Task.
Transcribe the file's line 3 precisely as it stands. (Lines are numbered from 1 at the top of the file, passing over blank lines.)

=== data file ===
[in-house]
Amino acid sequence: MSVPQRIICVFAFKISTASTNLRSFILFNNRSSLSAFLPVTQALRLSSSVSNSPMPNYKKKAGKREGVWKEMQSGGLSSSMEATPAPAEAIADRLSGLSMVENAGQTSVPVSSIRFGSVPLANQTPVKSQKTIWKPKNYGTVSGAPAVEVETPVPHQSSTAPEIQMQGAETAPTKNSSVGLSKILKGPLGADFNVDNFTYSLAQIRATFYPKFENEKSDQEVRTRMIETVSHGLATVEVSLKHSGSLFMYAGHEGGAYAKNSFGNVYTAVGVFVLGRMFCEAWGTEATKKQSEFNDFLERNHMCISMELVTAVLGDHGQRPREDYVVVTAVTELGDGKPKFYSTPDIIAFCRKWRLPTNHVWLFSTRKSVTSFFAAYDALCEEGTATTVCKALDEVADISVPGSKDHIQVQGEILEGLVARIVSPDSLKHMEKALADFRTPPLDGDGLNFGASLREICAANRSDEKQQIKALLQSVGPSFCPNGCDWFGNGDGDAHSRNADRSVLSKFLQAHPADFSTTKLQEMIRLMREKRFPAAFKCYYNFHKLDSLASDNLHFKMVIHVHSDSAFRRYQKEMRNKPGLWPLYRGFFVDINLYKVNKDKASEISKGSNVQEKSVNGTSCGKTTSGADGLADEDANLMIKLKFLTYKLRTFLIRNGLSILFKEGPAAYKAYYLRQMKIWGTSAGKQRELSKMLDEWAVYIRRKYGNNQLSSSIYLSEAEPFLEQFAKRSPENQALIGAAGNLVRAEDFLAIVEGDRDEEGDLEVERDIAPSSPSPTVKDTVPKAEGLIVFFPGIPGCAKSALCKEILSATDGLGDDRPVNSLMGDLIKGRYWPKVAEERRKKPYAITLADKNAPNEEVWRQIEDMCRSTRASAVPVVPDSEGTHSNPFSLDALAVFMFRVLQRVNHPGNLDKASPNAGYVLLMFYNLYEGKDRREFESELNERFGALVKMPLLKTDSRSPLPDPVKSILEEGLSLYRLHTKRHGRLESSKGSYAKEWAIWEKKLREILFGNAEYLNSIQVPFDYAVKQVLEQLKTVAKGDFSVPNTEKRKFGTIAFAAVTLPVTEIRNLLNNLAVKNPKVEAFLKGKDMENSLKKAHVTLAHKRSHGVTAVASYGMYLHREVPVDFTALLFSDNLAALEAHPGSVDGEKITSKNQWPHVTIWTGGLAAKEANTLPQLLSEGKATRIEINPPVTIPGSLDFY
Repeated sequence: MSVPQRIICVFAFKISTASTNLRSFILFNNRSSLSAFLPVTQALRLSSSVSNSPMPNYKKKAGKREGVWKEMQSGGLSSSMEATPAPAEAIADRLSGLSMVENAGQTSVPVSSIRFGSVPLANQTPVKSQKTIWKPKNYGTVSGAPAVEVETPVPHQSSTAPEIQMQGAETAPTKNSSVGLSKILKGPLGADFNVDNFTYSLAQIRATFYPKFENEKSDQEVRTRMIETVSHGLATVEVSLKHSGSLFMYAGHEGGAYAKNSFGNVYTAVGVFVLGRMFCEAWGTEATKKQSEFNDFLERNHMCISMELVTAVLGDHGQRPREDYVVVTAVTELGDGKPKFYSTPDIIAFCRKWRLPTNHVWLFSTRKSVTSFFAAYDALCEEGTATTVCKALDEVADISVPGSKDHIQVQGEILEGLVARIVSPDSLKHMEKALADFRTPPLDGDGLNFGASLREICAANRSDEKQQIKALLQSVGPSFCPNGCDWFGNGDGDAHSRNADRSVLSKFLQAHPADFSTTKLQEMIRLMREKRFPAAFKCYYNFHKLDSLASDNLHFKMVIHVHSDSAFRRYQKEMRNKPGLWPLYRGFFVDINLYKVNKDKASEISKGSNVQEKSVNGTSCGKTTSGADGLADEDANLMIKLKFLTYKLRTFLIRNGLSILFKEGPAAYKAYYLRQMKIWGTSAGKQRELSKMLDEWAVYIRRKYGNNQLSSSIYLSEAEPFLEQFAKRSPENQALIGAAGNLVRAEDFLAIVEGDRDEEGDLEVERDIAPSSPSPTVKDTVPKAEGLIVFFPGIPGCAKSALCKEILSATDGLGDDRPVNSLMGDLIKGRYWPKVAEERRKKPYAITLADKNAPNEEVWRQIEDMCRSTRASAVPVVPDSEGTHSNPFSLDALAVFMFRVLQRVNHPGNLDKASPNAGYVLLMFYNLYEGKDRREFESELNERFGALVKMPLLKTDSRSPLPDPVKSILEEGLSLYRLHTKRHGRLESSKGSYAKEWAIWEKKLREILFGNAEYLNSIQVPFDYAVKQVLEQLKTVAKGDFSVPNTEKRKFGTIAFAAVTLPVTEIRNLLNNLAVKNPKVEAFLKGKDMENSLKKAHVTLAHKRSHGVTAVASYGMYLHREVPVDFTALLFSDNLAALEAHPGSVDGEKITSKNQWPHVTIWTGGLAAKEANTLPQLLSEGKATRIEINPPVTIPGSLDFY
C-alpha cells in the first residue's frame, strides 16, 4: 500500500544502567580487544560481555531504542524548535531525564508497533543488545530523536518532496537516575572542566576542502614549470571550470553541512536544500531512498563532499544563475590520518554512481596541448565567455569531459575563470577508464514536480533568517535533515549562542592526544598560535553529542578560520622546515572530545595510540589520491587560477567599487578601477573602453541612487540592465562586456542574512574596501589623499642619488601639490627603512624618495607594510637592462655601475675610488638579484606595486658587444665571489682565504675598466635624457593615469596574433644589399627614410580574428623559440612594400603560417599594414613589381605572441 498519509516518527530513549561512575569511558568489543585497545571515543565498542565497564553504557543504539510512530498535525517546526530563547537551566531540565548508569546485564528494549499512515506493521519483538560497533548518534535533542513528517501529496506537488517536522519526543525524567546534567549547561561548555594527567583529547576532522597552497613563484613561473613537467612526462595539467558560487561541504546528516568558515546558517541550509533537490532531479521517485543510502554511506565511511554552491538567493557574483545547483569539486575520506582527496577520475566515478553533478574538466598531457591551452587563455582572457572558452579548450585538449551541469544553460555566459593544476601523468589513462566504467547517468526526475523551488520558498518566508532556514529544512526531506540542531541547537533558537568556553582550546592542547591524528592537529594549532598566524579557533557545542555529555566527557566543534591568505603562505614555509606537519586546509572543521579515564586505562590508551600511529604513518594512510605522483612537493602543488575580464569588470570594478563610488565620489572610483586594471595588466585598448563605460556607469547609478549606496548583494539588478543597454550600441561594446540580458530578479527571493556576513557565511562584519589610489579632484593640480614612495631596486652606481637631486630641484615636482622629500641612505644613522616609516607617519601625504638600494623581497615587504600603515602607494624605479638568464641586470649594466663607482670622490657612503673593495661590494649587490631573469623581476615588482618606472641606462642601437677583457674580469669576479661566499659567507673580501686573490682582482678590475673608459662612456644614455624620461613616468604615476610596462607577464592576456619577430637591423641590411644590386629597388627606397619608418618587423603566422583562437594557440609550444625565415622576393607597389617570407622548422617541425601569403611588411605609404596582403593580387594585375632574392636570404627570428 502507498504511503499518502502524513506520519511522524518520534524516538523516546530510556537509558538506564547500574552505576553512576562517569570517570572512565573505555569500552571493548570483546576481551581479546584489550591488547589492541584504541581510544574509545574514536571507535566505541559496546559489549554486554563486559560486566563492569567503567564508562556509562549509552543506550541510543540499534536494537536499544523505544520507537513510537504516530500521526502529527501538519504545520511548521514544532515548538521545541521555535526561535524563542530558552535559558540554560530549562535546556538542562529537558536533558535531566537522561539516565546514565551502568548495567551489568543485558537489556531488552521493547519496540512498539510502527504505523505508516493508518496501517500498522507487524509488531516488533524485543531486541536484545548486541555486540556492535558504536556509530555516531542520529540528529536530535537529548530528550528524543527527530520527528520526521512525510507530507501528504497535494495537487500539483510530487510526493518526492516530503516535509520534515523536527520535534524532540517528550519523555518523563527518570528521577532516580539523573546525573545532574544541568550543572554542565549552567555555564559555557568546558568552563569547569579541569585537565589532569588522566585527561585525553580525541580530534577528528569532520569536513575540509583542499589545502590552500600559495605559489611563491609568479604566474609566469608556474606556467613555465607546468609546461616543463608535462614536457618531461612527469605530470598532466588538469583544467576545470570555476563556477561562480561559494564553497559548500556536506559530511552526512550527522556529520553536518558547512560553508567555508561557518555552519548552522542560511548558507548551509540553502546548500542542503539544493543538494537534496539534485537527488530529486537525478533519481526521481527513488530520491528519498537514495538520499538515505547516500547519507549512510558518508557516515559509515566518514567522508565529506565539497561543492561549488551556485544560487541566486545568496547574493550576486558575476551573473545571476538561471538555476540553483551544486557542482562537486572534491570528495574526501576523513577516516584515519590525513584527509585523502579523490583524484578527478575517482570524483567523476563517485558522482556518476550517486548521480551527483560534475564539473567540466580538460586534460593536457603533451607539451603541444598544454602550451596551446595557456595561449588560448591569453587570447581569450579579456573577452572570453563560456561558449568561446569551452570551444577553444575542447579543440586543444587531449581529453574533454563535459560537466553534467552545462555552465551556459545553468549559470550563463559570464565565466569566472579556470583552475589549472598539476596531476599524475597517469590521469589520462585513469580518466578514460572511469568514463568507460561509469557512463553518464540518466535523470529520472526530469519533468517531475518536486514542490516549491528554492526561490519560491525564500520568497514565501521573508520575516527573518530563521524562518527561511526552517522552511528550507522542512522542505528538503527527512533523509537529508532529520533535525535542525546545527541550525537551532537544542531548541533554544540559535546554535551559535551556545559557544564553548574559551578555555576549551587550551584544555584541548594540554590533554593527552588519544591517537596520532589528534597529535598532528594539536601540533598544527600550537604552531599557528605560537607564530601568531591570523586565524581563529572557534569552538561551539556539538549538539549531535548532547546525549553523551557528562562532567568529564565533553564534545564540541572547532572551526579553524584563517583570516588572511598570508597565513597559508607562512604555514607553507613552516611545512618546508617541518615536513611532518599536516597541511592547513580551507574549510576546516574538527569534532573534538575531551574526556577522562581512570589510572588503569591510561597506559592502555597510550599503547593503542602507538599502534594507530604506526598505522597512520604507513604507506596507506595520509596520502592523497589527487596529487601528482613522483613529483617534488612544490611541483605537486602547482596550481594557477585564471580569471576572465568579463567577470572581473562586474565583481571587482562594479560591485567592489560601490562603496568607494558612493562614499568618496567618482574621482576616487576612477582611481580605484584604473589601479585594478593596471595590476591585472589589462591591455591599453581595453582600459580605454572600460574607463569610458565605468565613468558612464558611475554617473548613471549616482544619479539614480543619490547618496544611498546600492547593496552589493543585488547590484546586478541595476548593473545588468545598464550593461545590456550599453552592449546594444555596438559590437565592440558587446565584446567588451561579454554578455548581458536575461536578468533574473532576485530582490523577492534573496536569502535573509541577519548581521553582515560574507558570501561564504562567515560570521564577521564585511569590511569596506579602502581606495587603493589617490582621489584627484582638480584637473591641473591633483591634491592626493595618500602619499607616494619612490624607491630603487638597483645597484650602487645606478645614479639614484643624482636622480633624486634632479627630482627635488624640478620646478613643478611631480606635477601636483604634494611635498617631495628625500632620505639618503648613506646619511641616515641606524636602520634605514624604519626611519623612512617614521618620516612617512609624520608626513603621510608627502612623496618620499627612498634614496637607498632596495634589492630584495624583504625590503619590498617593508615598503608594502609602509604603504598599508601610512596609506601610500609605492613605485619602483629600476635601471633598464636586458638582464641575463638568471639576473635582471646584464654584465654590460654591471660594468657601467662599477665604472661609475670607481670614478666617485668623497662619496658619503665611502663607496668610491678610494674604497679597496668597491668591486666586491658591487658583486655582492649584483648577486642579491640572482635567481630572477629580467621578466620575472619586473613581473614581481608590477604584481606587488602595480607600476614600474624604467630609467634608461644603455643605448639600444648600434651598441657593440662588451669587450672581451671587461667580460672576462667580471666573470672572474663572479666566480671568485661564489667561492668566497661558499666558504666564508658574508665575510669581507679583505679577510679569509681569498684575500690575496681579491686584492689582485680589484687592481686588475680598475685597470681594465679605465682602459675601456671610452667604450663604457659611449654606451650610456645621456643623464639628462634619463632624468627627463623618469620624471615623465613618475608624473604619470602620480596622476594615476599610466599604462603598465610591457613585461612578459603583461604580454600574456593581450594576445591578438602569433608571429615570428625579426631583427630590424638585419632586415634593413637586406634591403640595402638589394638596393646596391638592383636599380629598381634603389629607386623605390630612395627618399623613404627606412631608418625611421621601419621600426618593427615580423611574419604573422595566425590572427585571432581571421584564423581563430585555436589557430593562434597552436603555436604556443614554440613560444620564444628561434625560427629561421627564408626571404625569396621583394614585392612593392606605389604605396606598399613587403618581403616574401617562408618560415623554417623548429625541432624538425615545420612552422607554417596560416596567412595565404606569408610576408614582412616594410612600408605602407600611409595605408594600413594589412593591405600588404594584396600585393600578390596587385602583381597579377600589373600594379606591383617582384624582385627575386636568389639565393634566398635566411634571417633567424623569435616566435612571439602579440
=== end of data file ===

Repeated sequence: MSVPQRIICVFAFKISTASTNLRSFILFNNRSSLSAFLPVTQALRLSSSVSNSPMPNYKKKAGKREGVWKEMQSGGLSSSMEATPAPAEAIADRLSGLSMVENAGQTSVPVSSIRFGSVPLANQTPVKSQKTIWKPKNYGTVSGAPAVEVETPVPHQSSTAPEIQMQGAETAPTKNSSVGLSKILKGPLGADFNVDNFTYSLAQIRATFYPKFENEKSDQEVRTRMIETVSHGLATVEVSLKHSGSLFMYAGHEGGAYAKNSFGNVYTAVGVFVLGRMFCEAWGTEATKKQSEFNDFLERNHMCISMELVTAVLGDHGQRPREDYVVVTAVTELGDGKPKFYSTPDIIAFCRKWRLPTNHVWLFSTRKSVTSFFAAYDALCEEGTATTVCKALDEVADISVPGSKDHIQVQGEILEGLVARIVSPDSLKHMEKALADFRTPPLDGDGLNFGASLREICAANRSDEKQQIKALLQSVGPSFCPNGCDWFGNGDGDAHSRNADRSVLSKFLQAHPADFSTTKLQEMIRLMREKRFPAAFKCYYNFHKLDSLASDNLHFKMVIHVHSDSAFRRYQKEMRNKPGLWPLYRGFFVDINLYKVNKDKASEISKGSNVQEKSVNGTSCGKTTSGADGLADEDANLMIKLKFLTYKLRTFLIRNGLSILFKEGPAAYKAYYLRQMKIWGTSAGKQRELSKMLDEWAVYIRRKYGNNQLSSSIYLSEAEPFLEQFAKRSPENQALIGAAGNLVRAEDFLAIVEGDRDEEGDLEVERDIAPSSPSPTVKDTVPKAEGLIVFFPGIPGCAKSALCKEILSATDGLGDDRPVNSLMGDLIKGRYWPKVAEERRKKPYAITLADKNAPNEEVWRQIEDMCRSTRASAVPVVPDSEGTHSNPFSLDALAVFMFRVLQRVNHPGNLDKASPNAGYVLLMFYNLYEGKDRREFESELNERFGALVKMPLLKTDSRSPLPDPVKSILEEGLSLYRLHTKRHGRLESSKGSYAKEWAIWEKKLREILFGNAEYLNSIQVPFDYAVKQVLEQLKTVAKGDFSVPNTEKRKFGTIAFAAVTLPVTEIRNLLNNLAVKNPKVEAFLKGKDMENSLKKAHVTLAHKRSHGVTAVASYGMYLHREVPVDFTALLFSDNLAALEAHPGSVDGEKITSKNQWPHVTIWTGGLAAKEANTLPQLLSEGKATRIEINPPVTIPGSLDFY